A Moroccan, A Shoulder, & A Cop

It all started when we had to chase and jump onto the back of the last bus leaving for Las Rivas, only to sucked into a lagoon of bodies on the back of an already overcrowded bus. The bus was so packed that at one point my feet were no longer touching the ground; I was being held up by the body mass of all of the Nicas surrounding me. After about an hour, the bus unloaded—slowly but surely and some kind man eventually offered me his seat. 2 more hours into the ride a creepy guy sat next to me who then proceeded to ask for my number, and when I asked why he wanted it, he responded with: “so we can spend time together.” At this point I immediately pretended like I didn’t understand anything he was saying and that I no longer understood Spanish even though we had had a conversation earlier on in the bus ride. Needless to say, he got off the bus on the next stop.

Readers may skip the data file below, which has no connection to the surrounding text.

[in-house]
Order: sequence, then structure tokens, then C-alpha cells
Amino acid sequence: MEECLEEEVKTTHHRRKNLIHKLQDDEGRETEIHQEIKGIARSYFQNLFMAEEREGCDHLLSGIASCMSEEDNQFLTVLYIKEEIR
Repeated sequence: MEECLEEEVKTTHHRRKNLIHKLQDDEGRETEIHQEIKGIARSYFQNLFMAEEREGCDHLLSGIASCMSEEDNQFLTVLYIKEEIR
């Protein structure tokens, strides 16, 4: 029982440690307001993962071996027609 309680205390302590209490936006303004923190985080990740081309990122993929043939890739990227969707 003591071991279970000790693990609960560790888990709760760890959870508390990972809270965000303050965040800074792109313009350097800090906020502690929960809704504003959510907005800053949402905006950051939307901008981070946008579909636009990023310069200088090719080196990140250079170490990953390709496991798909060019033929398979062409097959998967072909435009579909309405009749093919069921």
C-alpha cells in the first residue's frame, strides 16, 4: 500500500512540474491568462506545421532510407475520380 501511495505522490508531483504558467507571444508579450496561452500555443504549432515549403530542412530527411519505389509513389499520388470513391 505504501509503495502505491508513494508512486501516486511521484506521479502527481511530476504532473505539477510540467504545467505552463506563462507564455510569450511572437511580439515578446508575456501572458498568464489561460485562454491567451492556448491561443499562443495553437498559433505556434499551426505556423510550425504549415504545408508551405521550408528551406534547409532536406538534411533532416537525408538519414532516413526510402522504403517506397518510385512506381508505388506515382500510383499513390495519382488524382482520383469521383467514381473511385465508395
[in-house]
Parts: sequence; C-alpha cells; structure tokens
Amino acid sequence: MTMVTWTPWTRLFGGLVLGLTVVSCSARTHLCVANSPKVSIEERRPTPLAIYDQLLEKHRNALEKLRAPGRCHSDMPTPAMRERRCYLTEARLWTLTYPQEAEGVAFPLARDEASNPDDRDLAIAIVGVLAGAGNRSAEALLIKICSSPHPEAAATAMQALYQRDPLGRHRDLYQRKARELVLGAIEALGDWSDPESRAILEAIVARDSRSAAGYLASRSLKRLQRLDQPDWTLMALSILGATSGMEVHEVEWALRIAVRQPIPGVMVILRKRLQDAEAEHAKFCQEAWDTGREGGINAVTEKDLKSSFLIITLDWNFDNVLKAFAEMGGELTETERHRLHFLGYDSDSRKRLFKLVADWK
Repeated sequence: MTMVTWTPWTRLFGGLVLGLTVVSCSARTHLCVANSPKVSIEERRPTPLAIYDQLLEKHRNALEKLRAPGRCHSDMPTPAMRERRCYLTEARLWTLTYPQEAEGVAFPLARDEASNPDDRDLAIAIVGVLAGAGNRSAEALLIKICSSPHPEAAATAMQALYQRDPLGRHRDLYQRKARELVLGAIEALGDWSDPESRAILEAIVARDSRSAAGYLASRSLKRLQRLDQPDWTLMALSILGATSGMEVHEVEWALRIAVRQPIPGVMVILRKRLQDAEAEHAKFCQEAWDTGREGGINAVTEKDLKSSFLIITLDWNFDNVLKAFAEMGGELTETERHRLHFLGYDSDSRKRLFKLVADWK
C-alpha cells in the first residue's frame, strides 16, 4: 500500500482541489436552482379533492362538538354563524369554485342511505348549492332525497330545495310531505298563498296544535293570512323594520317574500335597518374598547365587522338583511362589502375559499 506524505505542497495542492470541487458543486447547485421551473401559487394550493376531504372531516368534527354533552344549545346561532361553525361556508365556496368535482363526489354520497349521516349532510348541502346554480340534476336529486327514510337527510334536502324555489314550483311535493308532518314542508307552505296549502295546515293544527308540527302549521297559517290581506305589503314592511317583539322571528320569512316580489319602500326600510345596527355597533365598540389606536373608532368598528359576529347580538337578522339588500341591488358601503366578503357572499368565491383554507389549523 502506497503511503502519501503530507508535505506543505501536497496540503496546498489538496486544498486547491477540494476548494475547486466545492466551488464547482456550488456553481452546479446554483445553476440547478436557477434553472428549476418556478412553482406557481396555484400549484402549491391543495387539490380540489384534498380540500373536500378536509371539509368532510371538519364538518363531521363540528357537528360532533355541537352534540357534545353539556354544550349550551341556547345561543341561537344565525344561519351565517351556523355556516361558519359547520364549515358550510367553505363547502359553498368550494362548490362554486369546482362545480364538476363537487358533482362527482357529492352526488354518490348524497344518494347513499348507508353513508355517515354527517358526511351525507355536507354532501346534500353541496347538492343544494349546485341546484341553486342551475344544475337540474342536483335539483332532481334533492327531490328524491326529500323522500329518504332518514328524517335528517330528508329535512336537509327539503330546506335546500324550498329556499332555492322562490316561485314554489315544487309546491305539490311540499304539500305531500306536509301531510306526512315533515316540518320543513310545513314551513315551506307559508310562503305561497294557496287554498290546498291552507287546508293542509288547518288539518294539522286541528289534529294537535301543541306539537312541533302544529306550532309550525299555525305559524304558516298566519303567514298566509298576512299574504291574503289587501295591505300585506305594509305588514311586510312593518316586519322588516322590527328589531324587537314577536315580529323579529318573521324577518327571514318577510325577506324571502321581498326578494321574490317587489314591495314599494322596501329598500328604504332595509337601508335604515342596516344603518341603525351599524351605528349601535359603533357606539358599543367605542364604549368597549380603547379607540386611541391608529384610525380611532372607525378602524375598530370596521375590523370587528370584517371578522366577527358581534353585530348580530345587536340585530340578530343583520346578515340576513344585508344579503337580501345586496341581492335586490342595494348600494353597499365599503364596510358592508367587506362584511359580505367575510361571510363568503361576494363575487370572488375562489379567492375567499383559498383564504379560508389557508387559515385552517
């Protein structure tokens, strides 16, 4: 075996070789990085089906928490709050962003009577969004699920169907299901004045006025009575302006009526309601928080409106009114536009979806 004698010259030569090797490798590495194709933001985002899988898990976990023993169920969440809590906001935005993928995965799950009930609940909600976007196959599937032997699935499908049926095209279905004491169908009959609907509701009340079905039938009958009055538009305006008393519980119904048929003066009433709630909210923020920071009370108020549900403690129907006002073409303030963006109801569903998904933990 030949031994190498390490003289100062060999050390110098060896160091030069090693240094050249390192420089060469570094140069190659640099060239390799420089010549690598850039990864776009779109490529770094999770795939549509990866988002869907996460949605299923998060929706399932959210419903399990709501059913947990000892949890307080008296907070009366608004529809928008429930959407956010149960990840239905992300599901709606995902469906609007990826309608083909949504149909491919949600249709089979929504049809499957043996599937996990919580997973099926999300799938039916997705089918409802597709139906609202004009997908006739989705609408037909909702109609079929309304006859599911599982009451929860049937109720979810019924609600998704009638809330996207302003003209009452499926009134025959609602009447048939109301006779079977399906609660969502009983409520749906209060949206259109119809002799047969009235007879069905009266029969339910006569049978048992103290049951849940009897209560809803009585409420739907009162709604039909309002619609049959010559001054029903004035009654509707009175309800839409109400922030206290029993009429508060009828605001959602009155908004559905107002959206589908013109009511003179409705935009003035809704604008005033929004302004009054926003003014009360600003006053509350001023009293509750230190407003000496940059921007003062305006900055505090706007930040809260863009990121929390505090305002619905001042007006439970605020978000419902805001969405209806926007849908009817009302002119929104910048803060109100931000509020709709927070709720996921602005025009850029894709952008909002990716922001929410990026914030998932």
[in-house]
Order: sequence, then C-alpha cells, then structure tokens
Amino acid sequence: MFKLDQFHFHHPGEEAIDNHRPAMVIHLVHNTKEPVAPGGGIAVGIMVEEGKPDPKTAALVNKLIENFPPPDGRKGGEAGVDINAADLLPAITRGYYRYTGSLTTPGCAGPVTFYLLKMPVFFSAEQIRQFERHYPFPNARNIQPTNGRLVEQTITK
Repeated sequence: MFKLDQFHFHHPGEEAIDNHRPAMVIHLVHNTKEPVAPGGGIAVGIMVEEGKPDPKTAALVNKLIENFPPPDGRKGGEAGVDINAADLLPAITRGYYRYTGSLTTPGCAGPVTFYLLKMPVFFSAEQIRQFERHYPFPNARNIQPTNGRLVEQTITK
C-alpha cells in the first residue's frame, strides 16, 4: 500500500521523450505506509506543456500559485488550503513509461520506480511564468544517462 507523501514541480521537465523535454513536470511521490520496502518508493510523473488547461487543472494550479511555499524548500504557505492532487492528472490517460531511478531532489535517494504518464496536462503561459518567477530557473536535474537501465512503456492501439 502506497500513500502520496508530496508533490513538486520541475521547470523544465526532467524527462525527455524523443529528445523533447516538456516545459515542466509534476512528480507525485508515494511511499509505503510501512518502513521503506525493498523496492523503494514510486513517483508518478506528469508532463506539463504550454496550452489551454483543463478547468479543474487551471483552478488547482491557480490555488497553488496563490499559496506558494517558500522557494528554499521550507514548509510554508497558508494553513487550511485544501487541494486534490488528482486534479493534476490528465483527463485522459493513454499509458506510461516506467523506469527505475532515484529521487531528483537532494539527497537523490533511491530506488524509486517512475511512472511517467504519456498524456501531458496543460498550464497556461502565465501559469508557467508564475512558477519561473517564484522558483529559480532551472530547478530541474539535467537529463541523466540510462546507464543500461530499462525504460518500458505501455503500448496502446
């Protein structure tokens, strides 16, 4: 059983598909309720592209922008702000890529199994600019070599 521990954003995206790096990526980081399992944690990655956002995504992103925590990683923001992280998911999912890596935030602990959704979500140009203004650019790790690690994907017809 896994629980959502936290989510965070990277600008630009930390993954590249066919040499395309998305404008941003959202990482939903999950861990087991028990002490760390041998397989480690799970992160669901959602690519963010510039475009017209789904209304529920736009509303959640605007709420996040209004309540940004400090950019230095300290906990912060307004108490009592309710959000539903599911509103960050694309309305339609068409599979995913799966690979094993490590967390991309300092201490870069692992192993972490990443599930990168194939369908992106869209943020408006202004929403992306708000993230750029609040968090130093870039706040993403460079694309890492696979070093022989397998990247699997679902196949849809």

Later on in the bus ride, we met a Moroccan guy named Mohammad who had just about the wildest story. For one thing, he told me he lived in China, where he met his newly-wed Costa Rican wife (apparently named Maria) whom he couldn’t marry in either Costa Rica or Morocco, so the two of them came to Nicaragua to get married and that he was on his way to the Costa Rican border to pick up his wife so that she could translate for him in a meeting he had in Managua the following day. He also tried to vouch for how great of a country China was and how incredibly safe it was to live there. Oh, and did I mention he didn’t speak a lick of Spanish? I’m talking not even the basics…and he had been living in Nicaragua for the past 6 weeks and was married to a Costa Rican woman? It just didn’t sound right. I got off the bus convinced this man was a pathological liar because his story was so extremely bizarre. Anyways, we ate dinner at some overly priced restaurant and then convinced a taxi driver to take us to San Juan del Sur where we would stay for the night and then catch the ferry to the Island of Ometepe the following morning. Around midnight, we went on a stroll on the beach and ran into 2 people we never thought we would ever see again. First was a little black boy who lives in Masaya and is friends with Onyema because he shared a smoothie with him once. Mind you, that San Juan del Sur is a good 3.5 hours away from Masaya, and for us to run into this little boy at the same beach so late at night was so incredibly uncanny. Within 20 seconds of running into our little friend, Mohammad (the Moroccan from the bus ride) came out of the shadows. My jaw just about hit the ground at this point. I could’ve sworn this guy was the biggest fake until he led us to his table at the restaurant and introduced us to Maria….his Costa Rican wife…whom he had just married in Nicaragua…and had met in China the previous year…..and who was going with him to his meeting in Managua in the morning to translate for him…because he didn’t know any Spanish. Mohammad had been telling the truth all along. We left the restaurant laughing in hysterics at the series of events that had taken place that night and decided to return to the hostel to sleep.